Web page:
The Washington Post

Ten classic Phyllis Diller one-liners

Diller claimed to be the only woman who could walk through Central Park at night and reduce the crime rate. (AP/AP)

She was known for her ability to unleash a memorable one-liner.

All the best one-liners have a quality of having been discovered rather than invented. Seconds after hearing them you think, “Why didn’t I think of that?” They are both funny and surprisingly true. Phyllis Diller’s best were always both.

Here are some of Diller’s most famous quips.

* “Never go to bed mad. Stay up and fight.” - Housekeeping Hints, 1966

* “Cleaning your house while your kids are still growing is like shoveling the walk before it stops snowing.” - Housekeeping Hints, 1966

* “I’m at an age where my back goes out more than I do.” - The Joys of Aging and How To Avoid Them, 1981

* “On my honeymoon I put on a peekaboo blouse. My husband peeked and booed.”

* “Our vet told us that because of my cooking our cat has only two lives left.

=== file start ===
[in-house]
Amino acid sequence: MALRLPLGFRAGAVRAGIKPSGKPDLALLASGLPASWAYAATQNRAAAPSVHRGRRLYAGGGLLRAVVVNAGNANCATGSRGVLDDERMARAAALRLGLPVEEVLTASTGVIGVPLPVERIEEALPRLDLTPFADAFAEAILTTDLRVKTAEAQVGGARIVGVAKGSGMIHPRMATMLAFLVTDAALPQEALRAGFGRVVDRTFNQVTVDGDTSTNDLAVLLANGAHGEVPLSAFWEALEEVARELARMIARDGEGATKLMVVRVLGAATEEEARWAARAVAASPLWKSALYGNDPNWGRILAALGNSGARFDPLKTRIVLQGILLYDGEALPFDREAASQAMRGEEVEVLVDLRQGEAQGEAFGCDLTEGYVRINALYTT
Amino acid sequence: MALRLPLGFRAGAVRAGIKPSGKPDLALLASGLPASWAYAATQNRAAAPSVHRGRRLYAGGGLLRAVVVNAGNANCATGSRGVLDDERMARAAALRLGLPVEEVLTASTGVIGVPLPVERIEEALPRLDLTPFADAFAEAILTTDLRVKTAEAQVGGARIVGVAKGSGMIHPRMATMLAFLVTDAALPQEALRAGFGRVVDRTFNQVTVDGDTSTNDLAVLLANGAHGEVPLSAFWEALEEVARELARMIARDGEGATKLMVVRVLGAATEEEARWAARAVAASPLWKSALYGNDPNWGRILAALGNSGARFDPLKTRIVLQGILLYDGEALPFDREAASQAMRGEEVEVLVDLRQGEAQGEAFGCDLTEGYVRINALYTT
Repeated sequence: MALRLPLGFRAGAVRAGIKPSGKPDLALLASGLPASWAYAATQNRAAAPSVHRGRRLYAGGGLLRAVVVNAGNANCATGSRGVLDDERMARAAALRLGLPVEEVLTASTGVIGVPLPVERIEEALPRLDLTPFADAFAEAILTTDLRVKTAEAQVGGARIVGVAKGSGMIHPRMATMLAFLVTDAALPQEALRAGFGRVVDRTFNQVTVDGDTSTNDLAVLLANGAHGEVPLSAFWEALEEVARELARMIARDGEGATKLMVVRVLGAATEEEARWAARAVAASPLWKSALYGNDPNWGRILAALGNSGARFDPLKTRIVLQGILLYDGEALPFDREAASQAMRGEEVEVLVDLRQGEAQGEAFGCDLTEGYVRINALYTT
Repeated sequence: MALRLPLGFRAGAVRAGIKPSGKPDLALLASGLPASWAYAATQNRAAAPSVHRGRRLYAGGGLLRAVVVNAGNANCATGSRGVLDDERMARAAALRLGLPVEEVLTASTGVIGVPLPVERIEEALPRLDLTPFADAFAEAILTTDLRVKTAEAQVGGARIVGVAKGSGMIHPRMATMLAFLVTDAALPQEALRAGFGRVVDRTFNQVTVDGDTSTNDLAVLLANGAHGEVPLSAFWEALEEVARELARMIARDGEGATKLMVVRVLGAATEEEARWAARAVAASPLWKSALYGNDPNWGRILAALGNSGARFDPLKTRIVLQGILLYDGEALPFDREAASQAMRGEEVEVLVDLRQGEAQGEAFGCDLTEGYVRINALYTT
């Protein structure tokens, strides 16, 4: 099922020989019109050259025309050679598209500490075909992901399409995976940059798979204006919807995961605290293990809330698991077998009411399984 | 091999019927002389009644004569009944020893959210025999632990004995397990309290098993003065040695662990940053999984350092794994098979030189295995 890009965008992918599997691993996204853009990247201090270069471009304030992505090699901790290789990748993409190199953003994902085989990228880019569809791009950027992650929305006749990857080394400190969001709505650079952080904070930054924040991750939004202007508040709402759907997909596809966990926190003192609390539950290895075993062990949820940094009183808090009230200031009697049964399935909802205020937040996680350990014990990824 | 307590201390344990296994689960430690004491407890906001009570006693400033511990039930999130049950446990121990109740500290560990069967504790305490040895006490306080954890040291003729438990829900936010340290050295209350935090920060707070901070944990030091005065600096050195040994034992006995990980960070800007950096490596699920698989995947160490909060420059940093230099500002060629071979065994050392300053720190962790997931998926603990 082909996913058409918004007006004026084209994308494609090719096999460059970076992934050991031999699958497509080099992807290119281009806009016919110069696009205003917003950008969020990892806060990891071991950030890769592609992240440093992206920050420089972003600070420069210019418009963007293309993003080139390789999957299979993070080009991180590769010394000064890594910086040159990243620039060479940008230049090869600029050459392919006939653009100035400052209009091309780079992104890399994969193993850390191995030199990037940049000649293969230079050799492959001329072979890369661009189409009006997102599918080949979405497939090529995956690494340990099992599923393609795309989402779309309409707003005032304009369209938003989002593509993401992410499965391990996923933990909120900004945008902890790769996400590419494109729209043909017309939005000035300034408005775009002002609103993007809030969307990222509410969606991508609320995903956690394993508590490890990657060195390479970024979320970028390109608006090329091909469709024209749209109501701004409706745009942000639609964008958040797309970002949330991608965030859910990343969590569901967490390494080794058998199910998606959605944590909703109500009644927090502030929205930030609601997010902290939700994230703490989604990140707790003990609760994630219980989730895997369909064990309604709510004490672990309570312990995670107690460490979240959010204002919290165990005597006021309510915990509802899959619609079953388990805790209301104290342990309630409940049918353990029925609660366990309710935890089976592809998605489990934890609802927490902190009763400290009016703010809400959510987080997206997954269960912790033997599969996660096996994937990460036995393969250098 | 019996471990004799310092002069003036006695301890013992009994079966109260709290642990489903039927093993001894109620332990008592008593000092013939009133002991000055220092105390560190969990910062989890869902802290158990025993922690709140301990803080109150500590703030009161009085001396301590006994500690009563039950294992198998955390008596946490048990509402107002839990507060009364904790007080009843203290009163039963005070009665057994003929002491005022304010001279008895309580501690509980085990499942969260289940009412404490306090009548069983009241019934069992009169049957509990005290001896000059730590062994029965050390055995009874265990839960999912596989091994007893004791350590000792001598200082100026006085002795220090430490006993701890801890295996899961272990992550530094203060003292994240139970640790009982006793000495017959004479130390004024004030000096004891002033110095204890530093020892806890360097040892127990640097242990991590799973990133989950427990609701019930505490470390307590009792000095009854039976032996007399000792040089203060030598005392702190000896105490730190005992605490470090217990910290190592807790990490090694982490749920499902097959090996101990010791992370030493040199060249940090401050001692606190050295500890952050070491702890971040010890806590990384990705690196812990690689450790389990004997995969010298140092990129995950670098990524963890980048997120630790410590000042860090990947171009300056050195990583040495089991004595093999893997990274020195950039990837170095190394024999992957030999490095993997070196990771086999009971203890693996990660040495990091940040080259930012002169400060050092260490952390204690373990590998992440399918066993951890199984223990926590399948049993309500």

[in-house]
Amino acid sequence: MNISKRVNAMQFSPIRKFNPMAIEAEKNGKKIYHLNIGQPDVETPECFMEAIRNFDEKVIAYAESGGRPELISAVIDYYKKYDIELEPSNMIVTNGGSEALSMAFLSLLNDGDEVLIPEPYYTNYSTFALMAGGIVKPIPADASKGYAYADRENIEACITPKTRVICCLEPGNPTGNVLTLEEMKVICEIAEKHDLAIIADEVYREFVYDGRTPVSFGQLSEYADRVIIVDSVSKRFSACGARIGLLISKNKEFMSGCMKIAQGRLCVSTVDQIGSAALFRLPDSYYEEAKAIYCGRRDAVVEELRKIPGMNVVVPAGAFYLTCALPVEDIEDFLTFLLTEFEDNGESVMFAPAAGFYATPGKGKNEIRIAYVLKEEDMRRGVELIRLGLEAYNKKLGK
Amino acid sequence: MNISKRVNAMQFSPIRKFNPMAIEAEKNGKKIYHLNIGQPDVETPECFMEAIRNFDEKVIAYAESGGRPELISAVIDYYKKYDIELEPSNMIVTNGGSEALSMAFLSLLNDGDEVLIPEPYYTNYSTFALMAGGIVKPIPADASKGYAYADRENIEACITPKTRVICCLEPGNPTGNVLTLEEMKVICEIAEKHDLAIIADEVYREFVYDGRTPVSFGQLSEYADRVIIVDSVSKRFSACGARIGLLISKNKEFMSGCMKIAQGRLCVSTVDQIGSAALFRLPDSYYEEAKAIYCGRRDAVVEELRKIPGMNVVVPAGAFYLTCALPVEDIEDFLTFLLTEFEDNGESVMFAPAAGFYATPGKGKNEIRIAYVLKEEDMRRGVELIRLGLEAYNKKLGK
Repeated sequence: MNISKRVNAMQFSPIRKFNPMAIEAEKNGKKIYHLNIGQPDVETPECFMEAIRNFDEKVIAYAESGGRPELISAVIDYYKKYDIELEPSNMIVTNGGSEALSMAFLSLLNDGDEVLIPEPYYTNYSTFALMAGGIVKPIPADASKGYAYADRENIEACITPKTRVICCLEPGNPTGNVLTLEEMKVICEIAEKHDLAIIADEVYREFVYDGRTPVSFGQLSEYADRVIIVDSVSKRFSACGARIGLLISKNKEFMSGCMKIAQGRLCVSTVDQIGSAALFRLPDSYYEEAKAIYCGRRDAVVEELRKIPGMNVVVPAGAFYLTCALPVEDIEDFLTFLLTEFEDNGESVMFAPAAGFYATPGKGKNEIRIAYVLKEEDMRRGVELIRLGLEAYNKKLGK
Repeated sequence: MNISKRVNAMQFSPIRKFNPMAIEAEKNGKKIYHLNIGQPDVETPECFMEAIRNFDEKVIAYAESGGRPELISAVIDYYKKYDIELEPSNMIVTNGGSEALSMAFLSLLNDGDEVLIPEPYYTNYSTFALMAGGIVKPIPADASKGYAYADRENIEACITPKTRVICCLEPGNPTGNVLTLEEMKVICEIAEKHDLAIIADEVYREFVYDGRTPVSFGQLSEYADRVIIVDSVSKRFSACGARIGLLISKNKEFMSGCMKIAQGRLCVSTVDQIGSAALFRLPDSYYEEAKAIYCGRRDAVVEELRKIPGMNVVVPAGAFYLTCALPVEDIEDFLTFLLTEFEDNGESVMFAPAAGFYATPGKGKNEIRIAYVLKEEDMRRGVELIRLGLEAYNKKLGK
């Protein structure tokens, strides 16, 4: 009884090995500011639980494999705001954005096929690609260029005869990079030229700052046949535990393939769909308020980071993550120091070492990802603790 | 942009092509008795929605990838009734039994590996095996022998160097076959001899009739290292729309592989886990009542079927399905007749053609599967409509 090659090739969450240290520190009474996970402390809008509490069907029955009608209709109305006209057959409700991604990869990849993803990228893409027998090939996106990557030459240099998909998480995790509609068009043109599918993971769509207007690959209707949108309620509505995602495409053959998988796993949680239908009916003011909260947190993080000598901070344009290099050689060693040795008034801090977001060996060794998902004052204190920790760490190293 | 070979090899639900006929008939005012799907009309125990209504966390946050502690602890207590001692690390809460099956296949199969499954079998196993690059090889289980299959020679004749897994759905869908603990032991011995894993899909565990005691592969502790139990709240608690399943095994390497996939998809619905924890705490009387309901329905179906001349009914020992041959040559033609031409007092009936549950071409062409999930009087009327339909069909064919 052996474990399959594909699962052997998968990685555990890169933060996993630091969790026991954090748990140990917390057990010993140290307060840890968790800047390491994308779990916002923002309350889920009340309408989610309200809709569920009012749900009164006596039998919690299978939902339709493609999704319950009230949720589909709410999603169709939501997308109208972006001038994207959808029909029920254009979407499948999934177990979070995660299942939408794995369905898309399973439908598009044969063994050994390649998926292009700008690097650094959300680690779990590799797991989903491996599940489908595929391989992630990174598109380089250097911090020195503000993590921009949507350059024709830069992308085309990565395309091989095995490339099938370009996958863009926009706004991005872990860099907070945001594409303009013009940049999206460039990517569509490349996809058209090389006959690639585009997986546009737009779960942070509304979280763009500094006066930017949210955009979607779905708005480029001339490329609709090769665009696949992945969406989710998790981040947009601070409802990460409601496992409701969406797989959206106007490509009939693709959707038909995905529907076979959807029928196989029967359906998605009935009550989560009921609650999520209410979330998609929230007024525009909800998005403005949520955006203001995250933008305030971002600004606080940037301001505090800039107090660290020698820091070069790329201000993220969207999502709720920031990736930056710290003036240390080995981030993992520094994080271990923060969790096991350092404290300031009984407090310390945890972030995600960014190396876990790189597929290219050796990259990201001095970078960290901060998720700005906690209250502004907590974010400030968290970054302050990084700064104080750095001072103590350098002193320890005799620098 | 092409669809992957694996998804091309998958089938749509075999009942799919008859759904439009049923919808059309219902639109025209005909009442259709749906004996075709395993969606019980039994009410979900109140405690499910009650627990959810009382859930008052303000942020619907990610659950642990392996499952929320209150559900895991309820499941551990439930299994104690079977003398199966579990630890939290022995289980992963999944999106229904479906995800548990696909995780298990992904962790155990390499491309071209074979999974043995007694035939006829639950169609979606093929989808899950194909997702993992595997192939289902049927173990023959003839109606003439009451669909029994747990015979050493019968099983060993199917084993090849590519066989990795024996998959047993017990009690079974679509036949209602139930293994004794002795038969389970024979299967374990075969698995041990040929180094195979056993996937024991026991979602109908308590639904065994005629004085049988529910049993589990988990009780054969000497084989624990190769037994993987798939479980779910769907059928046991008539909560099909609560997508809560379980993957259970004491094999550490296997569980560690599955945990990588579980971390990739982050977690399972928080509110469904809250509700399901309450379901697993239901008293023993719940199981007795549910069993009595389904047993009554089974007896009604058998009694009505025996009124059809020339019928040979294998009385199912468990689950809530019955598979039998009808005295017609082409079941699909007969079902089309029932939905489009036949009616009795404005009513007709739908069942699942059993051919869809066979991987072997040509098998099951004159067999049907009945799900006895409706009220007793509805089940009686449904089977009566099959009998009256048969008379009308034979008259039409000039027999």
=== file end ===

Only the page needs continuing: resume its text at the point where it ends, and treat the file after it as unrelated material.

* “I've buried a lot of my laundry in the back yard.”

* “We spend the first 12 months of our children's lives teaching them to walk and talk and the next 12 years teaching them to sit down and shut up.” 

* “We had far too many kids. At one point our playpen was standing room only. It looked like a bus stop for midgets.”

* “I was the world’s ugliest baby. I have photos of my folks leaving the hospital with sacks over their heads... I asked my mother how to turn off the electric fan. She said ‘Grab the blade!’”

* “Old age is when the liver spots show through your gloves.”

And she made up numerous characters for the act:

Talking of her joke husband, “Fang,” (“I've been asked to say a couple of words about my husband, Fang. How about short and cheap?”) she noted, “He hates work. One day he called in dead.”

Her obese mother: “We still have a souvenir from her last visit. A Persian throw rug. She sat on the cat.”

Her oversexed sister: “She’s been in more motel rooms than the Gideon Bible.”

She even told Ronald Reagan: “If you ever get to be president, and I think you may, and there's a depression— try not to have it at a bad time, like when everybody's out of work.”

This barely scratches the surface: Please, post your favorite Diller quotes below.

Alexandra Petri writes the ComPost blog, offering a lighter take on the news and opinions of the day. She is the author of "A Field Guide to Awkward Silences".
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